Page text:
It dates from the 13th century has been at loggerheads with Cologne, just a few miles south down the river. Rivals over the centuries the citizens tend to argue over the relative merits of Alt and Kulsch beers rather than resorting to medieval violence against each other.
Dusseldorf lies on the edge of Germany”s industrial heartlands of the Rhein Ruhr triangle, but many parts of the city have escaped modernisation and industrialisation. Although situated within the most damaged region of Germany during WWII it has managed to retain more of its old character than could be expected. The sub-centre of Kaiserswerth is a case in point boasting medieval features and has the air of a traditional German village rather than a suburb of a major city. The Altstadt district is a beautiful example of a medieval German town. Punctuated with the twisted spire of St Lambertus it is easy to lose yourself among the centuries of history contained within the narrow winding alleys and secluded squares here. It is also the home of more than 260 restaurants and inns, and has often been called ”the longest bar in the world”. Notable buildings in Dusseldorf, known as one of the most elegant cities in Germany, include St Lambert's Church (begun 13th century), the Jagerhof Castle (now housing a museum of 20th century painting), and several modern office blocks. The city is the site of the National Academy of Art, birthplace of the mid-19th century Dusseldorf school of art. Paul Klee and Joseph Beuys taught there.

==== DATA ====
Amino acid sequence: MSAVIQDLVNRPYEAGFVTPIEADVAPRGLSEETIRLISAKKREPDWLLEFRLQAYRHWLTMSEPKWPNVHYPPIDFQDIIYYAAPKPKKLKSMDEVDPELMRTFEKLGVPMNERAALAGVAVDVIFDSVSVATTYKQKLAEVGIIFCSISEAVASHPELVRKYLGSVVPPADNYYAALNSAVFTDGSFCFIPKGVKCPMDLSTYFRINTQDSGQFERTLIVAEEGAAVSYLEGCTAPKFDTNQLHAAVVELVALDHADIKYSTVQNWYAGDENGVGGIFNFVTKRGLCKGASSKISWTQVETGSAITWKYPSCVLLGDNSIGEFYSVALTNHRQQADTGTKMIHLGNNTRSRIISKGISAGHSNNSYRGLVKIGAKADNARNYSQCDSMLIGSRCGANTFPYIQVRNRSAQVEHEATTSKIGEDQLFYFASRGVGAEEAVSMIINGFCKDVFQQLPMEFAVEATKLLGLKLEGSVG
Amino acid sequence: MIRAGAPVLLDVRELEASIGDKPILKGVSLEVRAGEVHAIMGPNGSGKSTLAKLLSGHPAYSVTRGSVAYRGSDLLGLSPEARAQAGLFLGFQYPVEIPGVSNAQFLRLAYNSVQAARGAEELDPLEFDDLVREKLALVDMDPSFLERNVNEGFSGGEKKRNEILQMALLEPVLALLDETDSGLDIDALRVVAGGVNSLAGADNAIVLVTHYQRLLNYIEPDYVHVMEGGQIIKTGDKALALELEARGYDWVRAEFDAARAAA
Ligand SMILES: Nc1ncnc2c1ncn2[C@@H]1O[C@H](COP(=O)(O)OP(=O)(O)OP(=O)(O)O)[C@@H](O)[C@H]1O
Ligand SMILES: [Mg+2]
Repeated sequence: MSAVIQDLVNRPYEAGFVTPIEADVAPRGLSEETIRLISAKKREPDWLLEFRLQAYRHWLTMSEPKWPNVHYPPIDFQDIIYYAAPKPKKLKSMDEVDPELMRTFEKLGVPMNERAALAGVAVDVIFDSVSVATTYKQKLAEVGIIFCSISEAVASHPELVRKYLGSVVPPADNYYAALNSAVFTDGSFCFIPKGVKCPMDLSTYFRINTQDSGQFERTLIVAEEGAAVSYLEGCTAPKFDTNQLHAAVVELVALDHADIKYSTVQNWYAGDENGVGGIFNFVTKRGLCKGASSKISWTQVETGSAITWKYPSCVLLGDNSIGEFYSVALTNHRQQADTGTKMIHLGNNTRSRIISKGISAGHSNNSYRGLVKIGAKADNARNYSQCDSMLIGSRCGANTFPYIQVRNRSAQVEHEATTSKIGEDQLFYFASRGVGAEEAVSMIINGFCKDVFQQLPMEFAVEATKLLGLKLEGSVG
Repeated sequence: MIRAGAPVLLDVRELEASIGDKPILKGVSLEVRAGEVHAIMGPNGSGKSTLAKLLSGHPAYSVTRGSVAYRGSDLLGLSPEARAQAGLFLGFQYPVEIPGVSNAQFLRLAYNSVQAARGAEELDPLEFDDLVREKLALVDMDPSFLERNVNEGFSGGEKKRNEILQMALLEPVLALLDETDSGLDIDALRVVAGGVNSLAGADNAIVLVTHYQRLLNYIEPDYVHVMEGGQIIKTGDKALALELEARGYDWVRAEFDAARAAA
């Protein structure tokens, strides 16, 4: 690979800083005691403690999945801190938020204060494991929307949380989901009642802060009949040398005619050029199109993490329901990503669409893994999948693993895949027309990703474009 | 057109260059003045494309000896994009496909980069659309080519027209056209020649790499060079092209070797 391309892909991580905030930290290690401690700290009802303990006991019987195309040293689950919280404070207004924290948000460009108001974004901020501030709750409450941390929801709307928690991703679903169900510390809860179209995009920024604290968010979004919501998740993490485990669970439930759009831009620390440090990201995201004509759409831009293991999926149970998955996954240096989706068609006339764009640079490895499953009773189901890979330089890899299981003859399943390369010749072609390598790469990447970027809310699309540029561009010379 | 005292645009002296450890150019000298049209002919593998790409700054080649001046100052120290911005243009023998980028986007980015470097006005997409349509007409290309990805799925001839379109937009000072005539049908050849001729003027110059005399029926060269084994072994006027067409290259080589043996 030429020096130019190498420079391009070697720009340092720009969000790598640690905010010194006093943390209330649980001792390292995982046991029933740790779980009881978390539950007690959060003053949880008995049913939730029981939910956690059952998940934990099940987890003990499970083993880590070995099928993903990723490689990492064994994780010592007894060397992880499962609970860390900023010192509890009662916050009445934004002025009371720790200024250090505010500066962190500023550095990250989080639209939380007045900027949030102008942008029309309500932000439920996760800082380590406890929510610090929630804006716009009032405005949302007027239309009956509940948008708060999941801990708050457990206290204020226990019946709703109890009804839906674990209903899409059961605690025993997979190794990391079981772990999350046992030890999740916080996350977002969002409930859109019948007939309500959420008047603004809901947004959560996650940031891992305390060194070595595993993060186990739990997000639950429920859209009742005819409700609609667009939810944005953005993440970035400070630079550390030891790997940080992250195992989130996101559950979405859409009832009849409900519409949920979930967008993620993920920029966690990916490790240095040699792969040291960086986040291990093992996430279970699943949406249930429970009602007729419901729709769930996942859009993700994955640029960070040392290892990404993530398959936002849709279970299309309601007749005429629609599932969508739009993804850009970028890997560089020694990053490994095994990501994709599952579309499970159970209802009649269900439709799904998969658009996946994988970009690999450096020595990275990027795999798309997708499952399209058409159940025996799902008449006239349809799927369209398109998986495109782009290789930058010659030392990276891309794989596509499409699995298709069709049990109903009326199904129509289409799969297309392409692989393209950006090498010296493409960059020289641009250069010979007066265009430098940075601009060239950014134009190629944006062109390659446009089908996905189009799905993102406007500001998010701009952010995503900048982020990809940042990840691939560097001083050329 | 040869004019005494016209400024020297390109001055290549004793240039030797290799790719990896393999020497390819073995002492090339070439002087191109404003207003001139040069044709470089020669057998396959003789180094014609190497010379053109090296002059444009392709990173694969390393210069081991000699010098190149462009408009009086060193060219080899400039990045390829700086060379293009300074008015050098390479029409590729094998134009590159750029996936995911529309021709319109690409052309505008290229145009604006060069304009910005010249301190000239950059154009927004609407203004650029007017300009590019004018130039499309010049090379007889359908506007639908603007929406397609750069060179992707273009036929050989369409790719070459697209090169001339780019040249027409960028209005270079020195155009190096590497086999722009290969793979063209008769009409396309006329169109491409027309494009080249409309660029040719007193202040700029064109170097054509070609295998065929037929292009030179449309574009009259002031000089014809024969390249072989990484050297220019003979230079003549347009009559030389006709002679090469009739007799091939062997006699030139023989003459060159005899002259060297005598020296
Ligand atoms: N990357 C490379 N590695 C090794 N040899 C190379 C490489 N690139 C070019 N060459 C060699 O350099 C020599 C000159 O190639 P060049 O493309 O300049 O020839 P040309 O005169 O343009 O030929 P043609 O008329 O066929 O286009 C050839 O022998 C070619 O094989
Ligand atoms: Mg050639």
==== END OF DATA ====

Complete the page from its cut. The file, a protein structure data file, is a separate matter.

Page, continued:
Among Dusseldorf's many other cultural facilities are the Art Collection, with fine displays of 20th century painting, including the largest collection of works by Klee in Germany, and works by Pablo Picasso, Max Ernst, Georges Braque, Piet Mondrian and Marc Chagall, among others; the Hetjens Museum, with a large collection of ceramics covering 8,000 years of pottery; a museum devoted to the life and work of the writer Johann Wolfgang von Goethe; and a university (1965). The poet Heinrich Heine spent his youth in Dusseldorf. The city's Heine Institute is devoted to research on his life and work. Composer Robert Schumann was conductor of the city orchestra from 1850 to 1854; he and his wife, pianist Clara Schumann, are buried here.
One innovation, which is likely to be repeated at the Earls Court Business Travel Show in London next February, is the BTS Innovation Award. This will recognise visionary companies, who have innovative products and services on the business travel market. All business travel suppliers, regardless of whether they are exhibiting at the Business Travel Show, can enter their own or nominate other innovative products and services in the business travel market. Prerequisite for the entries is the development or launch of the product or service between July 2005 and July 2006. The entrants have to have shown a positive effect on the business travel market or for business travellers, travel managers or bookings of business travel.